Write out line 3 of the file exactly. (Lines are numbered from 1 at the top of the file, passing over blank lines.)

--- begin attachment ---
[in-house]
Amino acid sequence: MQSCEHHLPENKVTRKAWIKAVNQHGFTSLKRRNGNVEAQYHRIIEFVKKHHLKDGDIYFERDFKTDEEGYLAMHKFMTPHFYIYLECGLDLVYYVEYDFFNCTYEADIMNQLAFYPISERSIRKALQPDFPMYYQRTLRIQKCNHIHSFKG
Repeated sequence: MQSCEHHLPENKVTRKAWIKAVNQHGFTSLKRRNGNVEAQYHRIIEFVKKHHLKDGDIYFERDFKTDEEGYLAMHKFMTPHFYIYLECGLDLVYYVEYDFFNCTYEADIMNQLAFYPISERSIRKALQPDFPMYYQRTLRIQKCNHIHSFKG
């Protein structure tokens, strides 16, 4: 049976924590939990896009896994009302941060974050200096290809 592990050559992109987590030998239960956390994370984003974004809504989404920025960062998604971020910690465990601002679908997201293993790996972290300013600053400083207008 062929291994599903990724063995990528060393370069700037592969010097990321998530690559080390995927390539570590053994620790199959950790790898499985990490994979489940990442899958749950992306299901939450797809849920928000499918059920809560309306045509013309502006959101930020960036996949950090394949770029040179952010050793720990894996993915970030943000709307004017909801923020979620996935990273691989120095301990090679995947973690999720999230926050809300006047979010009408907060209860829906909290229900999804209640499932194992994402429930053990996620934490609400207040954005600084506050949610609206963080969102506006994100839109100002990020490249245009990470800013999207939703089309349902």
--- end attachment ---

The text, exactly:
Repeated sequence: MQSCEHHLPENKVTRKAWIKAVNQHGFTSLKRRNGNVEAQYHRIIEFVKKHHLKDGDIYFERDFKTDEEGYLAMHKFMTPHFYIYLECGLDLVYYVEYDFFNCTYEADIMNQLAFYPISERSIRKALQPDFPMYYQRTLRIQKCNHIHSFKG